Ha neui Kim, Ph.D.

Title: Role of mitochondrial deacetylase Sirt3 in skeletal homeostasis

The central hypothesis of this project is that Sirt3 plays an essential role in the excessive bone resorption that occurs with old age or estrogen deficiency by stimulating Complex I activity and ATP production in osteoclast lineage cells. Three specific aims are proposed to address this hypothesis: 1) Determine whether deletion of Sirt3 in osteoclast lineage cells prevents the loss of bone mass caused by advancing age or estrogen deficiency, 2) Determine whether deletion of Sirt3 in osteoblast lineage cells impacts the loss of bone mass caused by advancing age or estrogen deficiency, and 3) Identify Sirt3 target proteins in osteoclasts that are responsible for their effects on mitochondrial function during osteoclast development.

Ha-Neui Kim, Ph.D., joined the UAMS Division of Endocrinology and Metabolism, Center for Osteoporosis and Metabolic Bone Diseases as an Assistant Professor in 2017. He joined the laboratory of Dr. Stavros C. Manolagas as a postdoctoral fellow in 2012 and begun several projects investigating age-related bone loss under the direct supervision of Dr. Maria Almeida. As part of these studies, he discovered that anti-aging FoxO transcription factors restrain osteoclastogenesis and bone resorption by attenuating H2O2 accumulation. His recent work led to the seminal finding that cellular senescence of osteoprogenitors and osteocytes causes age-related bone loss. The skills and knowledge he has acquired during his research on bone metabolism have laid the foundation for him to begin his work as a junior faculty member in the Division of Endocrinology. He was recognized for his work with a Young Investigator Award in 2013 and a Harold M. Frost Young Investigator Award in 2019, from the American Society for Bone and Mineral Research. The current goal of his study is to investigate the role of mitochondrial quality control in skeletal homeostasis.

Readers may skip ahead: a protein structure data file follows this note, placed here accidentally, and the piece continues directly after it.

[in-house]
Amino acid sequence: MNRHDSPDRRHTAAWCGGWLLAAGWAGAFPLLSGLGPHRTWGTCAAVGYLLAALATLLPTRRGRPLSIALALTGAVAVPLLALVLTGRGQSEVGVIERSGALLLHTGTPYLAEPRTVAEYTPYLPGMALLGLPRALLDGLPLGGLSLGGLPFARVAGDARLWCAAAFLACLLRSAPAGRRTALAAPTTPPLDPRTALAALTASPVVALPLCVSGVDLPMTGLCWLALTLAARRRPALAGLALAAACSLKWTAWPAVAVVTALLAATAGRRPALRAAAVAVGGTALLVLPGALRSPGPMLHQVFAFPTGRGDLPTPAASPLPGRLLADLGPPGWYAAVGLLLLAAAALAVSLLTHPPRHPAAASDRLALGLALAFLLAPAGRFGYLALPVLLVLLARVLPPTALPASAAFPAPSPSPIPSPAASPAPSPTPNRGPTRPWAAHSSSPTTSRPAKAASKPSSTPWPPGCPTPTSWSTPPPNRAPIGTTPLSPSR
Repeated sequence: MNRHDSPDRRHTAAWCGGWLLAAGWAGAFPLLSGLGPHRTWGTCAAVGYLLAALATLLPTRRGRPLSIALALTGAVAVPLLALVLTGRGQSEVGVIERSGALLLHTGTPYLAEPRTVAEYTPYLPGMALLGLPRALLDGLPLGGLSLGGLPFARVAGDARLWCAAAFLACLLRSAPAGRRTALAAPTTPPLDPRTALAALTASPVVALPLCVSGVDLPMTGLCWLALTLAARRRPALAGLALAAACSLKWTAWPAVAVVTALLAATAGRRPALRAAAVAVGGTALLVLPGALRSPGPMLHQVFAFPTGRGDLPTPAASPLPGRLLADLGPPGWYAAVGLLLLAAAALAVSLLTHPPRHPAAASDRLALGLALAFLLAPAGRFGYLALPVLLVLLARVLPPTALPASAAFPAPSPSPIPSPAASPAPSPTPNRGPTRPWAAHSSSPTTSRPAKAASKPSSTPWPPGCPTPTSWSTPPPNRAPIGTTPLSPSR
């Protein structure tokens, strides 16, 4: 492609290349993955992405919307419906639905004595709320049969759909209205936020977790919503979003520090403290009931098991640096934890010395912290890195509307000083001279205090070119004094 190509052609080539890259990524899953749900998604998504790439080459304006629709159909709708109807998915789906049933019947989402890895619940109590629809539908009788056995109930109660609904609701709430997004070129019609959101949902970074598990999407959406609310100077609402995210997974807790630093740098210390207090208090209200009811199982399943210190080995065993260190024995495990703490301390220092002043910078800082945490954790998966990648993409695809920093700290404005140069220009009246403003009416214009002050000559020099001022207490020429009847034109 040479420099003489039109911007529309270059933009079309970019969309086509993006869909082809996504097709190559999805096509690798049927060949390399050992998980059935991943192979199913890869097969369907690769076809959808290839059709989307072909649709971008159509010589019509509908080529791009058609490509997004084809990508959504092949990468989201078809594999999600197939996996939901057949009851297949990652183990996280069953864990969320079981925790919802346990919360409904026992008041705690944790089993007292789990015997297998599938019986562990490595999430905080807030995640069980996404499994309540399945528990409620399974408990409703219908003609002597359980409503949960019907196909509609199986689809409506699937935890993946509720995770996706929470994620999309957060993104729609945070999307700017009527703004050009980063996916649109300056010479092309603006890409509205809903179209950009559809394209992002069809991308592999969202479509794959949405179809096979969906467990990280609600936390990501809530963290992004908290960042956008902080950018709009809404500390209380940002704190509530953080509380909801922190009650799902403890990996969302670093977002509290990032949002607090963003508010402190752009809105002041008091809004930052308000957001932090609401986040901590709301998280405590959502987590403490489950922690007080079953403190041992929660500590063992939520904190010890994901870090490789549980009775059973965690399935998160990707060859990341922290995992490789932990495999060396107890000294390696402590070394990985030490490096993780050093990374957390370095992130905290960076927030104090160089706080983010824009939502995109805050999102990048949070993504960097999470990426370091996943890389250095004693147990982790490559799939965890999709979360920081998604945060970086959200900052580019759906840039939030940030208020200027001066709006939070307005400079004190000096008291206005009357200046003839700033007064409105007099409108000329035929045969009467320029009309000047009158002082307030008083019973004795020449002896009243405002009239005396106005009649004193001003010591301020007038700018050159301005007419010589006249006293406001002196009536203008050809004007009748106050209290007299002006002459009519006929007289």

Dr. Kim’s Mentors

Stavros C. Manolagas, M.D., Ph.D. is a Professor of Medicine and Orthopedics at UAMS with extensive expertise in bone biology, an outstanding publication and funding record, and a demonstrated ability to thrive as a productive physician-scientist. His research focus is on the impact of sex steroids on the skeleton.

Lee Ann MacMillan-Crow, Ph.D. is a Professor of Pharmacology and Toxicology at UAMS and an expert on oxidative stress with a strong record of R01 funding. She is also an experienced mentor that has worked extensively with young scientists and has guided many junior faculties through the various stages of promotion and tenure at UAMS.